- Communication: Nobody likes to be left on “read,” so it’s important to respond promptly to your prospects and clients. Keep communication fluid before projects and throughout.
Discover Your Unique Value Proposition (UVP)
Your unique value proposition (UVP) is:
- your skills
- how you can solve your prospect’s pain points
- what distinguishes you from competitors
A UVP can contain your expertise, experience, and what you bring to the table to help a client reach their goals.
When creating your UVP, it’s best to keep it concise. Your positioning statement should be either text or video on your website, social media accounts, and marketing campaigns.
For example, if you’re a tech writer, then your UVP would look similar to this:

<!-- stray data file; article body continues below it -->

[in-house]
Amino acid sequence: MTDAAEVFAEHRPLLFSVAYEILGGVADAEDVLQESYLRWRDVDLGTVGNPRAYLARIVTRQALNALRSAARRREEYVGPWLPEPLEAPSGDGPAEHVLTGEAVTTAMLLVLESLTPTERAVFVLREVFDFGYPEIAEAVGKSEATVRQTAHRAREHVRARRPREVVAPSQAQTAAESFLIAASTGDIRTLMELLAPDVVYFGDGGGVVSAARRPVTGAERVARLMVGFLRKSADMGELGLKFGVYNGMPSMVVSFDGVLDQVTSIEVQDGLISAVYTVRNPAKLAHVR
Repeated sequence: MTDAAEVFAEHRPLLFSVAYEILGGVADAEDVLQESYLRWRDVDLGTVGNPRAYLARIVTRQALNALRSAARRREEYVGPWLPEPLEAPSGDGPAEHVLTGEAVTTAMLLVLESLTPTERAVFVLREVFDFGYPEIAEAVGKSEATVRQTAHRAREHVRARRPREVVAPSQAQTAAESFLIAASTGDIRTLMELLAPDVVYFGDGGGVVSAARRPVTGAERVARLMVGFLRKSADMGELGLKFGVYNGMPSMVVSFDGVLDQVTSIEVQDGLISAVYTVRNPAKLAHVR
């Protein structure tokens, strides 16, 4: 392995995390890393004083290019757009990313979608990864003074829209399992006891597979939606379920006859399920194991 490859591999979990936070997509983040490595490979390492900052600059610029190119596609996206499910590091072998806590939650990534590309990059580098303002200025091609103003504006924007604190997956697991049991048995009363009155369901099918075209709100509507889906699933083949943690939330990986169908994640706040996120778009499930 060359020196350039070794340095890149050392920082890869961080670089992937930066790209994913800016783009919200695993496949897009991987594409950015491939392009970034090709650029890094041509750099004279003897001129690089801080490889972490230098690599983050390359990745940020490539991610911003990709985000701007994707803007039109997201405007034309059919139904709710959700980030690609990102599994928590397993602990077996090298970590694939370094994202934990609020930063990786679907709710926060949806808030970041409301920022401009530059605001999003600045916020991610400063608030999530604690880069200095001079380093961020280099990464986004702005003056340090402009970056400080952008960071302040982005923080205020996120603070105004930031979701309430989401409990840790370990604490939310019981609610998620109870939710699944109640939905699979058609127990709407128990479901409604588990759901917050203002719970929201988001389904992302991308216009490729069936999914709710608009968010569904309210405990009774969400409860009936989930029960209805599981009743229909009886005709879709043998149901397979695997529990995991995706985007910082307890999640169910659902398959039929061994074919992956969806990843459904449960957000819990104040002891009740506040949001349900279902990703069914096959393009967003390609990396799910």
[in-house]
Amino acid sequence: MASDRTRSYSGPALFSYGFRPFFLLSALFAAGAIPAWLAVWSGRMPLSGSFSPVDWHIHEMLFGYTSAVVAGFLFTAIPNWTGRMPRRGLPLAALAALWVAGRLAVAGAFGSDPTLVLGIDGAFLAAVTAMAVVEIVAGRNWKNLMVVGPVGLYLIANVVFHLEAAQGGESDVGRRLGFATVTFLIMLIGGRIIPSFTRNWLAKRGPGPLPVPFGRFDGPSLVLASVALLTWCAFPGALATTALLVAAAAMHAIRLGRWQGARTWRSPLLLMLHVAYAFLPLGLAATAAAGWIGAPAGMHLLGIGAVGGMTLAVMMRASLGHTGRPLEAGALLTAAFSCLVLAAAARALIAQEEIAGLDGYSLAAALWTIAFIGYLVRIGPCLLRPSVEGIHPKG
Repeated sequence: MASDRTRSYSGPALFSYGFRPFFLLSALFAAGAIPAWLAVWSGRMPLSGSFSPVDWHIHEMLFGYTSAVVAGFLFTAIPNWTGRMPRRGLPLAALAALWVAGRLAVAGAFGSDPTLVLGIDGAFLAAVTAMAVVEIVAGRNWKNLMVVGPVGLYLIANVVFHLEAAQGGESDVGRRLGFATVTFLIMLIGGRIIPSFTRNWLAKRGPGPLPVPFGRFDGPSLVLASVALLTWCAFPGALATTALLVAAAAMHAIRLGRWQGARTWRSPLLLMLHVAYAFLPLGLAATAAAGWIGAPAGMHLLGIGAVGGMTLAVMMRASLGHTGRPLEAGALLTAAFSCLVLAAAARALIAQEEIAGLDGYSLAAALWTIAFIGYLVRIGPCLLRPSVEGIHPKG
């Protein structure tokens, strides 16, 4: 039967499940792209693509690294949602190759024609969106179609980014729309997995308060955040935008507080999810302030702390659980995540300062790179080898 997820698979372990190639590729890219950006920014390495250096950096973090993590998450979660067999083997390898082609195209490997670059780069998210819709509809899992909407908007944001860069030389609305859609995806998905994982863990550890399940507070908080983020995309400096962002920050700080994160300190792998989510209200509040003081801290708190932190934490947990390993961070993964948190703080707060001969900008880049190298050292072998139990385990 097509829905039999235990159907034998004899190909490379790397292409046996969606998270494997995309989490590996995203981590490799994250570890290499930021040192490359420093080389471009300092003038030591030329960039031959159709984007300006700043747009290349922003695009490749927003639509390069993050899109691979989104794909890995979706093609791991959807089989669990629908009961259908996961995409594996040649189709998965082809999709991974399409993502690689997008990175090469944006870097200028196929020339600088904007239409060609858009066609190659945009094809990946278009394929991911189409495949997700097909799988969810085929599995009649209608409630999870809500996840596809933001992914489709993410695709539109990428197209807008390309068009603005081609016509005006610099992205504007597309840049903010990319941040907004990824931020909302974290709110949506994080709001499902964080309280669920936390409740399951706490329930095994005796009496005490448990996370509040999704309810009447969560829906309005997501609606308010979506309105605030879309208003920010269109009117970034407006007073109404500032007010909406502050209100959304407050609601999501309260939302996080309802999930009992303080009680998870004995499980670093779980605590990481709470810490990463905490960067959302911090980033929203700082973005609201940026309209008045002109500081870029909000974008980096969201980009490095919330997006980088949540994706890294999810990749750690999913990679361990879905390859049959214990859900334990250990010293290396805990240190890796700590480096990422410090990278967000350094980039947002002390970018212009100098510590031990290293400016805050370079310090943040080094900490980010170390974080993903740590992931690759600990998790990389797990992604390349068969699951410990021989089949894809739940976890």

“My background spans over five years in the B2B and B2C sphere. I’ve created copy across multiple channels for big-name brands like Sony and Google. I help you directly engage your audience to increase direct sales and achieve more from each marketing campaign.”
Side note: It’s important to take the time to discover what your UVP is. Then, craft it accordingly. As a result, it can help you secure more work with new clients and retain existing customers. Ultimately, you’re telling prospects why they should work with you.
The freelancer market continues to grow, and the talent pool fills post-pandemic. Therefore, it’s important to differentiate yourself to gain a competitive advantage. Build your personal brand and develop your freelance business. Then, deliver professional services to help to give you a leg up on the competition.